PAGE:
Take It Down a Notch

fanaticsFor football fanatics (you know who you are.)

By Luke Robinson


We have all followed football in this state for a long time. It’s in our blood. As Alabamians, we think we know everything we need to know about getting ready for the college football season. Some of you, however, almost know too much. You get so wrapped up in all things SEC that you become detached from a normal, sane society. Luckily, I am here to offer some suggestions as to how to be a football fan without being that fan.

For Alabama fans, my first suggestion would be to resolve to be more humble in 2014. Though modesty has never been a Bama fan’s strong suit and recent successes will make this chore difficult, it could serve the fan base well to not become suicidal over a loss in the Sugar Bowl.

Pre-Saban, the Tide had a decade’s worth of secretary-groping, expense-account-abusing, Bambi-expression-having coached teams that embarrassed Alabama daily. Those days were as frustrating as playing a bad speller in “hangman” (yes, there is an Z in “zebra,” you jackass!) The Tide is the country’s best program now, but all glory is fleeting. Soak in these next few years of Nick Saban, because his successor is most assuredly not going to be as good.

My second recommendation for Tide fans would be to avoid the temptation to tattoo anything regarding Alabama on your bodies. Most of you have seen the guy who had The Bear inked on his arm (How’d you like to see him explain that at a company picnic?) and know exactly what I mean. I suppose a small script ‘A’ or an understated ‘Roll Tide’ is acceptable in this tattoo-crazy world, but one-square-foot images of any current or former coaches should be shunned. In a drunken stupor, it may seem cool to use your back’s epidermis like an Etch-a-Sketch to emblazon Nick Saban’s stoic mug, but what if Saban decided to leave for the Tennessee Titans? Those ink portraits aren’t easily (or painlessly) erased, you know. Sure, Bama’s  most recent natty-winning QB had chest ink of Thomas Edison driving a Corvette (or something like that), but please leave those types of tats to first-teamers, mmmk?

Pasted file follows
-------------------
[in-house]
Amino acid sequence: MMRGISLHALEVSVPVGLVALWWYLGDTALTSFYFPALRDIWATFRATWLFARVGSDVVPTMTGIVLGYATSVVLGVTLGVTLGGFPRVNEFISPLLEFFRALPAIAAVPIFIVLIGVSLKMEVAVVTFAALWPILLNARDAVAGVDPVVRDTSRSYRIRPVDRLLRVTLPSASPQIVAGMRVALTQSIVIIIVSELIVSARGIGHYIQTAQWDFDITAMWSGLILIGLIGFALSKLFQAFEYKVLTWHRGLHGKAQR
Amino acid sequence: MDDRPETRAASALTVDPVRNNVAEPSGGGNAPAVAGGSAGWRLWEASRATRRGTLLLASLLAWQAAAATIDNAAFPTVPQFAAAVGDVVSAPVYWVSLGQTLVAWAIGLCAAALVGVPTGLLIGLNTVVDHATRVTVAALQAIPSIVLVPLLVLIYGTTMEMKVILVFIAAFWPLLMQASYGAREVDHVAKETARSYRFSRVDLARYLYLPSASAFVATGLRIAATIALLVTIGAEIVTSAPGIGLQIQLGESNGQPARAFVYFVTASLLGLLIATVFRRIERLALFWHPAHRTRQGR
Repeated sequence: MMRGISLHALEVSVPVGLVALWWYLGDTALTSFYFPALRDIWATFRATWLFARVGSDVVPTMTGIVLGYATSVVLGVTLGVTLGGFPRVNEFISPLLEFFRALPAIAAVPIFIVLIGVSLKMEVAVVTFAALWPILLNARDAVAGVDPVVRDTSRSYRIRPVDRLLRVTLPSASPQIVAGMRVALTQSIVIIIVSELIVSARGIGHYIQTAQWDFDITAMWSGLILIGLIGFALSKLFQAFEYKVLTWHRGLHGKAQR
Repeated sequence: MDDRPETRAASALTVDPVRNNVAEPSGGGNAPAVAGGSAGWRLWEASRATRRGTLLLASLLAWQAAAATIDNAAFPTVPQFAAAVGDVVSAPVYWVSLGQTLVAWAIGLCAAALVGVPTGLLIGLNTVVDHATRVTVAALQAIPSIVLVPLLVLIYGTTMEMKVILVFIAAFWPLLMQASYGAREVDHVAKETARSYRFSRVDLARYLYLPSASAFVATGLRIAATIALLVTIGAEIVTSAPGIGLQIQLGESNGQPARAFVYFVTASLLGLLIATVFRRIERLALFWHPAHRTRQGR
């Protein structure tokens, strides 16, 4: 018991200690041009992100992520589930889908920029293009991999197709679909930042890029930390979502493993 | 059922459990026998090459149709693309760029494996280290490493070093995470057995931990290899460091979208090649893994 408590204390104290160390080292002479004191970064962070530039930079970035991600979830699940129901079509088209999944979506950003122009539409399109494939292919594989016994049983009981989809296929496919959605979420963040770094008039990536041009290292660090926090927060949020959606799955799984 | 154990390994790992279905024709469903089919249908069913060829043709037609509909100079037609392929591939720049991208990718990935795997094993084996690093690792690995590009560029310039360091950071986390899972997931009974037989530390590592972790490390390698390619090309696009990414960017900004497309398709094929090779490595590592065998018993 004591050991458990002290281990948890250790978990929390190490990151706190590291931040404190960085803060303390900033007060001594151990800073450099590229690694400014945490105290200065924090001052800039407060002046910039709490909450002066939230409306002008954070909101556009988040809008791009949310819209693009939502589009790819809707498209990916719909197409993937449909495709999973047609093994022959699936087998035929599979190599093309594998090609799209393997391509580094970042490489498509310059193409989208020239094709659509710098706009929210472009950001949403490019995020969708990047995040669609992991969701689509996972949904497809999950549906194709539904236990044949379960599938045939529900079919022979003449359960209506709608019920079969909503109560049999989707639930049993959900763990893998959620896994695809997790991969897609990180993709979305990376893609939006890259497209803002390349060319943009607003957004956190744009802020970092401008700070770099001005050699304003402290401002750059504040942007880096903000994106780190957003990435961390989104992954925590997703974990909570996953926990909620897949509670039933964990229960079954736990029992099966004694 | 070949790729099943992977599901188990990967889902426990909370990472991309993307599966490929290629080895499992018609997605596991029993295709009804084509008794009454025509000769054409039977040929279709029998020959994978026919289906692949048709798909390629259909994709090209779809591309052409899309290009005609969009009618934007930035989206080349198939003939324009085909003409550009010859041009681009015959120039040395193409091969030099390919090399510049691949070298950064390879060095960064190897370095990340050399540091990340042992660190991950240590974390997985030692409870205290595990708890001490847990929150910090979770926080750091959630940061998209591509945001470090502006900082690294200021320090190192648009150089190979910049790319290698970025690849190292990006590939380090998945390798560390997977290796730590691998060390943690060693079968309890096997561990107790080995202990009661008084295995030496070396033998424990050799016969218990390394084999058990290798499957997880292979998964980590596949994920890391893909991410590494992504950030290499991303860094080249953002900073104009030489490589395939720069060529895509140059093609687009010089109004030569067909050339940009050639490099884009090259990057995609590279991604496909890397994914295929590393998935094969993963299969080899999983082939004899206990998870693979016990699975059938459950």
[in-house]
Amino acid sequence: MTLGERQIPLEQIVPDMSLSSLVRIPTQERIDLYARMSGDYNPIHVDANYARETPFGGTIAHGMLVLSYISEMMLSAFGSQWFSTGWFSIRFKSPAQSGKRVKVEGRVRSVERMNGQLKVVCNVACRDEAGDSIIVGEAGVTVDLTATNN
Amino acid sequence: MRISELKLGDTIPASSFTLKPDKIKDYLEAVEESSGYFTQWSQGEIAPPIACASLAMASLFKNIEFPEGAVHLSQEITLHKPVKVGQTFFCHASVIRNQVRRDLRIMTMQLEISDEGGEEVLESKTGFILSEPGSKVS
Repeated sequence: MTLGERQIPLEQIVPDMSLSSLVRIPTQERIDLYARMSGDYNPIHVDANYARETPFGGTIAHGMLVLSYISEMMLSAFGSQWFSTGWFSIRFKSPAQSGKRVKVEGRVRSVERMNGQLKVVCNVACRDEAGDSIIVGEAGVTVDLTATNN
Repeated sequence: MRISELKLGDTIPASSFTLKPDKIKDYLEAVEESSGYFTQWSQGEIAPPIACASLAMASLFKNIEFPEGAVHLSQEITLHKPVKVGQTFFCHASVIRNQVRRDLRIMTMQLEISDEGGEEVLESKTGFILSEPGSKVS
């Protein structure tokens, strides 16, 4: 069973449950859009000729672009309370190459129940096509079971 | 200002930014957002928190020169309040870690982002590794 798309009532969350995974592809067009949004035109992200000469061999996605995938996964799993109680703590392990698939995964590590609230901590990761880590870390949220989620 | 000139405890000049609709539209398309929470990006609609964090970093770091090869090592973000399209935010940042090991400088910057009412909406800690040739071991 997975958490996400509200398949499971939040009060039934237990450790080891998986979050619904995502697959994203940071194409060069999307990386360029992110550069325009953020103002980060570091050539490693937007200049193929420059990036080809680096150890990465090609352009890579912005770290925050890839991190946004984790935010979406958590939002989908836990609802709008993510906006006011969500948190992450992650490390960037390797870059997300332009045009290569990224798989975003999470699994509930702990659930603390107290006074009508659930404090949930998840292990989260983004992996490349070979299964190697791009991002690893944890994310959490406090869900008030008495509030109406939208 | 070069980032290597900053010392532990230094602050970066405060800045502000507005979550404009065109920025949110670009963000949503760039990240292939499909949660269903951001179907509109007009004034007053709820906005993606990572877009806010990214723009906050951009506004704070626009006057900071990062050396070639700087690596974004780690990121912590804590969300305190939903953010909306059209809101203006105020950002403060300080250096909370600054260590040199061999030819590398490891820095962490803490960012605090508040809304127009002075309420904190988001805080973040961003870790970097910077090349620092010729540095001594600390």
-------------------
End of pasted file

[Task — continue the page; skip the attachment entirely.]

Finally, I believe it’s time for all Bama faithful to ditch the houndstooth caps. When Andre Smith put on the iconic hat at his commitment press conference about a decade ago, it was cool; when Joe Tide fan from Oneonta wears it to his stepdaughter’s wedding, it’s tacky. I appreciate the hat’s symbolism and respect its 15 minutes of fame, but all (not-so) good things must come to an end. It’s time to retire the Bear’s trademark to the back of the closet with the JAMZ shorts and jelly shoes.

For you Auburn fans, how about resolving to remove some of the Tiger paraphernalia from your cars? One medium-sized AU logo sticker on the back window is plenty to let us all know you root, root, root for the Tigers. We don’t need 15 bumper stickers with cute lines from Tiger Rags to know you tried to convince your wife to name your daughter Weagle.

Some fans (you know who you are) feel the need to have more Auburn magnetic emblems than miles per gallon. Turning your Rav 4 into a rolling refrigerator is a quick way to cut your coolness in half. There should be a maximum of one sticker, one flag, and maybe one tiger tail hanging from the trunk.

Another thought would be for Auburn fans to expand your Lee County vocabulary. As it stands, the Auburn dialect consists of two words: War and Eagle. When placed together, they can mean anything from “Hello” to “These pancakes are a bit dry. Would you please pass the syrup?” I understand the phrase is a tremendous part of Auburn’s tradition, but does it have to be said at the beginning and ending of every call into the local sports radio show? A sly “War Eagle” given every so often can be cool; uttering it every third sentence can turn off more people than saying “botched circumcision.”

One final fashion tip for all football fans (this one is universal): There are rules to wearing jerseys and other football related items. You must be 24 years old or younger if you are male. If you are a good-looking woman and the jersey is fitted, it’s OK up until your ability to collect Social Security. The lone exception for older males wearing jerseys is if it is a “lucky jersey” and they wear them alone in their living rooms while the game is on. It is crucial that there be no witnesses and the jerseys must be authentic. I cannot stress that enough.

Eye black, football gloves, beer-holding caps, foam hands, and letterman jackets are all big no-nos in public for adults, too. Surprisingly, crimson or orange pants work as long as they are accompanied by white or blue collared shirts, respectively.

Oh, and before I forget: Never, ever be the drunkest guy in your section of the stadium. But it is cool to sit two rows above the drunkest guy in your section of the stadium and video him with your iPhone. Right before they get arrested, those folks are hilarious.

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